Now the duck sprite will only be rendered in the pixels where the stencil buffer has the value of 2. This is the value written by our previous shader.

But it looks to be glitching. The duck is rendered slightly outside the cloud as well!

The reason is that Unity creates a mesh for each sprite that it renders.

In places where the image has no color, the alpha value is still written. This causes the values to be written to the stencil buffer as well. There are a few solutions for this, we can either create custom meshes for sprites, or discard pixels based on some criteria. For this example I am going to use the second approach. Add this section of code to the frag function of our mask shader.

(Since both the if and the discard operations cost GPU cycles, I would prefer to limit the masking effect to custom meshes or straight edges.)

This will skip any pixels with an alpha value below 0.1. Now the mask works better.

So we created a shader for masking Unity sprites ! Tinker with the shader ,change the stencil comparisons, try new stuff. If you get into any difficulties, comment below and I will try to help.


After writing this, I had a few requests to modify the shader so that the mask image is not shown. This is done easily enough by adding one line to the shader set up section. The new shader is added to the Github repo mentioned below with the name – SpriteMask_ColorOff.shader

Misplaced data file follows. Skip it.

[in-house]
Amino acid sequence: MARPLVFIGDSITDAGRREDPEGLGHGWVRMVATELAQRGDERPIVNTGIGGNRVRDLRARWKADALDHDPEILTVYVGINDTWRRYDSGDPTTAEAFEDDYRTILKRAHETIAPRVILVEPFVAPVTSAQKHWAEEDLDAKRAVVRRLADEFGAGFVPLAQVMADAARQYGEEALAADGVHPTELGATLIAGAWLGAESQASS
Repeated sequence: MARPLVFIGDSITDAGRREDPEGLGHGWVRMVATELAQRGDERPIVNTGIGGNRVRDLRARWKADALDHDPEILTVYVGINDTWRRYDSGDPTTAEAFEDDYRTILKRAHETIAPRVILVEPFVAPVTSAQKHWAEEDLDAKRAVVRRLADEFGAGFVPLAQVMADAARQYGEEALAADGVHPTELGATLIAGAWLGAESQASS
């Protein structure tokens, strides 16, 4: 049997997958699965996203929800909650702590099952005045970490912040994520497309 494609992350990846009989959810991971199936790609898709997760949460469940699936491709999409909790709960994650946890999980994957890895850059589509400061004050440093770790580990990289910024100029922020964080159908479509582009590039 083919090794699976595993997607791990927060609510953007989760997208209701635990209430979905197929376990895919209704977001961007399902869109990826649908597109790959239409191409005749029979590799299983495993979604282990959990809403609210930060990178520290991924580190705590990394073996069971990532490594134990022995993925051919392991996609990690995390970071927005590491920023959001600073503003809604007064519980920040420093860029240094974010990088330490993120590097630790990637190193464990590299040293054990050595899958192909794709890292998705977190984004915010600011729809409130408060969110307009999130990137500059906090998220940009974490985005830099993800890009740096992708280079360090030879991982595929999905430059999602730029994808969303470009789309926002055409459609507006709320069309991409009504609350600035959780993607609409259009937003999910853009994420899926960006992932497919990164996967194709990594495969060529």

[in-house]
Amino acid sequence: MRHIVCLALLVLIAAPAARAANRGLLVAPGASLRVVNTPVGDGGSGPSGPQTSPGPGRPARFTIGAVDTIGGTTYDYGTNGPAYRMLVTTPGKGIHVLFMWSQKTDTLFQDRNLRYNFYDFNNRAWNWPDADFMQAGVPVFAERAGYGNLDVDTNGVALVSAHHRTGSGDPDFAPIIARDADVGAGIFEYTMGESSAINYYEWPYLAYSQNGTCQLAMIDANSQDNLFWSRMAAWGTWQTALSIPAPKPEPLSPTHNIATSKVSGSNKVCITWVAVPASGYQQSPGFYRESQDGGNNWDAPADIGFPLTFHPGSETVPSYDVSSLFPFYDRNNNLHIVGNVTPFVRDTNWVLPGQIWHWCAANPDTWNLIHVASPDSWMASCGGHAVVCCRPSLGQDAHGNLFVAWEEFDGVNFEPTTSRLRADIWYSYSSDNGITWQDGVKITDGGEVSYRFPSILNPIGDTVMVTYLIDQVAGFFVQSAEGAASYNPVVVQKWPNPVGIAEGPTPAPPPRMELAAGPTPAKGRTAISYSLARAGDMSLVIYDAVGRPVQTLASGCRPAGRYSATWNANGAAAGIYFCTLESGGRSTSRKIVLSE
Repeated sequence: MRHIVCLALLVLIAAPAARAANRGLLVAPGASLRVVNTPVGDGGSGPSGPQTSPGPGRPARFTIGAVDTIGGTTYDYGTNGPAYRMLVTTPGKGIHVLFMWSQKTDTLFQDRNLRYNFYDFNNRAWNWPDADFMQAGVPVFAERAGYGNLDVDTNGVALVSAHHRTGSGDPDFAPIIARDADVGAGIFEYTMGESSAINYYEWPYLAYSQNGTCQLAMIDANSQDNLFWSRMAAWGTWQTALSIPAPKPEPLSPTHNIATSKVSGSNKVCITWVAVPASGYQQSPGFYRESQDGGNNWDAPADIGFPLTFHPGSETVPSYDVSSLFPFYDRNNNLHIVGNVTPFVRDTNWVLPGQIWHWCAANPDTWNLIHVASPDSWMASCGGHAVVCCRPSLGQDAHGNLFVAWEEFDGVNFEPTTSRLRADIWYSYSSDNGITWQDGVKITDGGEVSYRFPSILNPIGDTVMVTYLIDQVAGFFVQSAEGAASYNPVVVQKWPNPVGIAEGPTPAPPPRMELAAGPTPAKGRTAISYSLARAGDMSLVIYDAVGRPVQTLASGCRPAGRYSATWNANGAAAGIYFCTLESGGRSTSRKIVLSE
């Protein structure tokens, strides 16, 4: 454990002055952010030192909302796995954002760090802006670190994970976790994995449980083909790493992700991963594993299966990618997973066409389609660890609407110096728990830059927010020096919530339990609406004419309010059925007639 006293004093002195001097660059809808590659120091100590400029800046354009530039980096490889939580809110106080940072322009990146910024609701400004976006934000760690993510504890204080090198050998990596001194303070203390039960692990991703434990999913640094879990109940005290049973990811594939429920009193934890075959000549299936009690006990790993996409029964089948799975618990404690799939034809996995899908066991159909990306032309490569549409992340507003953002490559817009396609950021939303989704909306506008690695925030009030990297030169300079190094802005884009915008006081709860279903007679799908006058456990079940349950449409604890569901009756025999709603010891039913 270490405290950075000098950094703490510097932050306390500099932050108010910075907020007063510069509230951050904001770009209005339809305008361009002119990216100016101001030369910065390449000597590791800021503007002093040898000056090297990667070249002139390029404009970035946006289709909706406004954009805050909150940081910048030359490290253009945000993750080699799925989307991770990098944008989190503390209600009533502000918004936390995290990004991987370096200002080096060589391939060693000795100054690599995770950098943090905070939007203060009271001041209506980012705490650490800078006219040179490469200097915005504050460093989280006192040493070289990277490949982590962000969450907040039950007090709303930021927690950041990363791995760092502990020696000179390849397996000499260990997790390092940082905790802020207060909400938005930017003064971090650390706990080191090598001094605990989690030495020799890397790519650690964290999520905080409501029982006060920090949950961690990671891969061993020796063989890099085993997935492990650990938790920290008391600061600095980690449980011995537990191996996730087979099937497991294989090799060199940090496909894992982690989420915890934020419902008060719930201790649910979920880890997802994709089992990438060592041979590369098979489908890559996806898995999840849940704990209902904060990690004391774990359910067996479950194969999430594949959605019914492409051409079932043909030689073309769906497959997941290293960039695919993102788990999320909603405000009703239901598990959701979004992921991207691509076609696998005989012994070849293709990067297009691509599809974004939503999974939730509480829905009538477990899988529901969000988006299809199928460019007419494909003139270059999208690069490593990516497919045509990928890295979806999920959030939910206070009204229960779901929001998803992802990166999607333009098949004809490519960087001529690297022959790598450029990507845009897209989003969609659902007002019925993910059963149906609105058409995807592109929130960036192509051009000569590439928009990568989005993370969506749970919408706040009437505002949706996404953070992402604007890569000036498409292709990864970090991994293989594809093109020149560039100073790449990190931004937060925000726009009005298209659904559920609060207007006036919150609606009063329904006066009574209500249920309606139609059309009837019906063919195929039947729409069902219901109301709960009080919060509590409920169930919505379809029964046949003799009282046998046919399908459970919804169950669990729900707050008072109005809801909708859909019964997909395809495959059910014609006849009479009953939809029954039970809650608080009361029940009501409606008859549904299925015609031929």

Here is the modification

The colormask is used to modify any color information that the shader is going to write. By using a value of 0, we cause it to skip writing any color or alpha information to the buffer. Here is the modified output after applying this change.

Image mask without color

Hope this helps to achieve your goals. Please put in your comments below if you need more explanation of these shader. Keep making games awesome !

The three shaders we created are uploaded to my github repo for this purpose.

GIFs captured by the excellent ScreenToGif tool.

Art assets provided by Unity – Unity 2D asset Pack.



8 thoughts on “Masking Unity Sprites with Stencils”

  1. Hello!
    Thanks for great tutorial!
    Since I never tried to write shaders so I need some little help to change the script for my case.
    In my case I want the sprite to be transparent only when it gets into the mask (the inverse effect), and also I will use only a square form for mask and the sprites which will be hidden will not have any semi-transparent pixels, so I don’t want this to be verified in shader, since it costs GPU.

    Any help appreciated!!

    1. Hi Gleb, thanks for your comment. If you want an inverse mask effect, you may just replace the line
      Comp equal
      Comp notEqual
      This will cause the sprite to only be rendered outside the masked area. For your second request you may just remove the discard section altogether. Hope that helps !

  2. The pixel transparency part helped me… I applied this so instead of being masked, it creates a hole on the cloud when the duck makes contact, and if you reduce transparency the cloud generates a hole with the duck’s form, but how can I make it so the duck its at half and it is only visible when hitting the cloud and creates the hole at the same time, do i need to passes? one that renders the hole and other that renders the duck inside the cloud?

Leave a Reply

Your email address will not be published. Required fields are marked *